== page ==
So, two years ago, almost to the day, I drove my little Ford Focus, packed to the gills, through Arkansas on my way to my first real job after graduate school. I crested a low hill and saw the impossibly long and wide Mississippi River spanned by the two silvery white arcs Hernando de Soto Bridge. Instead of trees and dunes, the buildings that made Memphis’s skyline rose up from the shores of the river. I sighed with relief because I was nearly to my new home. And, as I crossed the bridge, I could almost hear my mom whisper in my ear, “Say goodbye to the UP, Gator.”
Next week, we’re going to meet over 300 young people who’ve crossed bridges – both real and figurative to get here. They may struggle with the demands of college. They may be crossing a bridge to a new life with a trailer full of baggage behind them. However, we have the unique privilege to greet them when they arrive and help them make new lives for themselves.
As we near the end of my Digital Rhetoric course, I’ve started reflecting on what I hoped students learned this semester. I realized about halfway through the semester that we haven’t spent a lot of time learning how to write for the per se. In other words, while we talked about the power of social media and rhetorical velocity, we did not discuss how to craft the perfect Tweet or leverage Facebook for a marketing strategy.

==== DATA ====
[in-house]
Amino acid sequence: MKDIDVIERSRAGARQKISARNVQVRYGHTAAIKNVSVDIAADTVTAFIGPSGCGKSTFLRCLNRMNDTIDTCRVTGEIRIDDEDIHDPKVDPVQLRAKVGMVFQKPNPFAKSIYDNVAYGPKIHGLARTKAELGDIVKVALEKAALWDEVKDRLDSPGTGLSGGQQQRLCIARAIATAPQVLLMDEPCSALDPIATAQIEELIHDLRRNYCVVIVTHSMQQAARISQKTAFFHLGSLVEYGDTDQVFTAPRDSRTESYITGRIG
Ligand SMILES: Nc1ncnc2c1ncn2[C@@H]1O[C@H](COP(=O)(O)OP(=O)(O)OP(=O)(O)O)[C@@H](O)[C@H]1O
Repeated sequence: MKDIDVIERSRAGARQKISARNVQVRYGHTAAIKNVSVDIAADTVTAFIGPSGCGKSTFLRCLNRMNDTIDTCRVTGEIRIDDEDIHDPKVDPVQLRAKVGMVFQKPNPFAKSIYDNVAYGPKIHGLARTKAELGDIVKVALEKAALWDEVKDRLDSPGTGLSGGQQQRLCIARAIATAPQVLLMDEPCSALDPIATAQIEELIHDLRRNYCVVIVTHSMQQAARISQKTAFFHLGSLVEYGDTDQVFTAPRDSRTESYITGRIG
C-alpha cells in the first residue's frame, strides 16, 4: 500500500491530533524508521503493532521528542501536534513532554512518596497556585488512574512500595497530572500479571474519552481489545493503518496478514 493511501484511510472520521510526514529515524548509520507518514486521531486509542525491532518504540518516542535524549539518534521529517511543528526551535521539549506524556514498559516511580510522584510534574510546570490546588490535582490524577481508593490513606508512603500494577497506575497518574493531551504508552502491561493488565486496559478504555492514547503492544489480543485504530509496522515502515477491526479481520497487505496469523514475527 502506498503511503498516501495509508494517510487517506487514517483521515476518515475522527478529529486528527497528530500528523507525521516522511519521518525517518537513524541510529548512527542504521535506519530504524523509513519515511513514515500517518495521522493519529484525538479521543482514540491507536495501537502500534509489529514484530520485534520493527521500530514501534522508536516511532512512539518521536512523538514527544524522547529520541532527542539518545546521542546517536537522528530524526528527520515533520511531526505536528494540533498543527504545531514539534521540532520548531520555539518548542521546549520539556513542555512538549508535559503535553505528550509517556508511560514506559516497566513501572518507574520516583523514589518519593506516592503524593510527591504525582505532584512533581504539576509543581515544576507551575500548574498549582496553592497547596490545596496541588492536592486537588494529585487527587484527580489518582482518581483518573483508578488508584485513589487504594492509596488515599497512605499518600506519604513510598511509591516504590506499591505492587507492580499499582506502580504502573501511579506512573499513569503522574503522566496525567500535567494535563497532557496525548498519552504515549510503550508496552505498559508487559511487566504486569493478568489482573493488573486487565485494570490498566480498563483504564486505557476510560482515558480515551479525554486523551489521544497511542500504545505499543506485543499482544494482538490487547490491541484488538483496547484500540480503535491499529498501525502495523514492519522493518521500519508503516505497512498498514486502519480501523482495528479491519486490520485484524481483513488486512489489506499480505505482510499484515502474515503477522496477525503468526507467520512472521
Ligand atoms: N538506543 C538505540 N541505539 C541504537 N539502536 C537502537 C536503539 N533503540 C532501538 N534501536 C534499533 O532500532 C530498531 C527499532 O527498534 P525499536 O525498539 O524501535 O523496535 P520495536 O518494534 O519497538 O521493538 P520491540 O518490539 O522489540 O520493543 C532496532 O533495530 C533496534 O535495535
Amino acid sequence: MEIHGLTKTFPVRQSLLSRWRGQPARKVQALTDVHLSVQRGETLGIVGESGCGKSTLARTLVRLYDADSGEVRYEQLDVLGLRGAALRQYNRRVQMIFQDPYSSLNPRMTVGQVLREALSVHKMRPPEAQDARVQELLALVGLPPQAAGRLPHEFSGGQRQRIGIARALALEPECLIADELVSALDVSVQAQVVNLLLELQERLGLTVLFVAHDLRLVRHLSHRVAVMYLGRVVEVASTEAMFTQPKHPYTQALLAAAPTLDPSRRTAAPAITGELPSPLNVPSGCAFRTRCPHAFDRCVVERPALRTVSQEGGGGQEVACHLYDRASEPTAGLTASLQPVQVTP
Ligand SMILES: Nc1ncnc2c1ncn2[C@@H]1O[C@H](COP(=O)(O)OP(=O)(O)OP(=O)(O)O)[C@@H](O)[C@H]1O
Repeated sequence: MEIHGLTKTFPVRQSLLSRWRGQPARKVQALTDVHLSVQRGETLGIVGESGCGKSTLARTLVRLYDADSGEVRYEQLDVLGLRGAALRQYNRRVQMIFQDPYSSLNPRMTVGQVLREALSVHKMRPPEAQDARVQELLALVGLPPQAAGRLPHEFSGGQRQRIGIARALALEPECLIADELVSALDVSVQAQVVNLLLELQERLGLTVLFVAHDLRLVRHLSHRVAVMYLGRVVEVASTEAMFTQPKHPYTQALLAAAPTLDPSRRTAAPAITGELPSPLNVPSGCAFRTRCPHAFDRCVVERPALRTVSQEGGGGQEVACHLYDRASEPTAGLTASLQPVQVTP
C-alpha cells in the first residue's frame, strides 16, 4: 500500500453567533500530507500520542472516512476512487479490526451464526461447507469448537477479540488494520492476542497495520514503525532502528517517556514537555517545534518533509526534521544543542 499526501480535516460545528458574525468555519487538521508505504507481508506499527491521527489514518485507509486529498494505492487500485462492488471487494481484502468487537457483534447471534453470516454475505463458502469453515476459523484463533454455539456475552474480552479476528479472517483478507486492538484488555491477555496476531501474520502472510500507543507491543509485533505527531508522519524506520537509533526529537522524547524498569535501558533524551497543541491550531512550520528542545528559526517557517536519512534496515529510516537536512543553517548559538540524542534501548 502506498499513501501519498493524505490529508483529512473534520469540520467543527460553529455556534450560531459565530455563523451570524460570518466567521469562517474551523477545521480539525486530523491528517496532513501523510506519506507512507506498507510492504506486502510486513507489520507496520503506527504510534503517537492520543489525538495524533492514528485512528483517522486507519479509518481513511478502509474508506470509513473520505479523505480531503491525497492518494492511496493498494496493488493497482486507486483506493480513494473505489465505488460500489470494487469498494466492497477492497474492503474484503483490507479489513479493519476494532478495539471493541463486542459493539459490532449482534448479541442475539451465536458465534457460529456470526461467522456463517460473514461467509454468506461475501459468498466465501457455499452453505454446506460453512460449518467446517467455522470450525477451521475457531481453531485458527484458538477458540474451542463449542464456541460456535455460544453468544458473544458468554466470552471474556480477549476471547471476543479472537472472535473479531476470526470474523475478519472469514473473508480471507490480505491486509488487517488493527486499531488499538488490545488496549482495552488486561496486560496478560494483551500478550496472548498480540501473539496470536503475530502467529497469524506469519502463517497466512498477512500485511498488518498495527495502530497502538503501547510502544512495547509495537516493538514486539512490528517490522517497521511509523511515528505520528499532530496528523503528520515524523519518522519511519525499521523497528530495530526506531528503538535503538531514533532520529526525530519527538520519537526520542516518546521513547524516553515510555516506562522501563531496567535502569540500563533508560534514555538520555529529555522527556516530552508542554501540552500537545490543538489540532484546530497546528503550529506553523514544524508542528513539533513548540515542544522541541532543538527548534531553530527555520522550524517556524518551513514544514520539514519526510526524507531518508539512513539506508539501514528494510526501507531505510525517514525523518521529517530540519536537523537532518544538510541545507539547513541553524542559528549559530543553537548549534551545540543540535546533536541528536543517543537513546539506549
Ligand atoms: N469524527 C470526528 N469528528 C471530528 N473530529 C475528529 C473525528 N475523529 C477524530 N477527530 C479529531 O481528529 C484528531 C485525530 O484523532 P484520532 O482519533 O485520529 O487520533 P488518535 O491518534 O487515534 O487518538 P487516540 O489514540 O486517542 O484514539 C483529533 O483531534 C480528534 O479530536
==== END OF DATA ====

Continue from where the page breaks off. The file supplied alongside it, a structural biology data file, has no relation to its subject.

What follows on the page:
Rather, we’ve spent most of our time talking about what the interwebs are. We discussed remediation, the consequences of collaborative writing, how genres have social action, how social inequalities persist online, and how truth is created and maintained. In other words, we talked about how the interwebs shapes our world and our perceptions.
I had a moment in which I felt guilty about not spending more time discussing the hows of digital rhetoric until I read this article in The Atlantic. Marcio Jose Sanchez suggests that students use the web all of the time, but that they don’t fully appreciate what being digital means. When we call current students digital natives we may be doing them a disservice because this moniker “falsely assumes that today’s students intrinsically understand the nuanced ways in which technologies shape the human experience—how they influence an individual’s identity, for example, or how they advance and stymie social progress—as well as the means by which information spreads thanks to phenomena such as algorithms and advertising.”
Digital natives need to learn how online environments shape the way we understand the world. Teaching them how the interwebs work will make them better writers, thinkers, creators, and appreciators of digital media.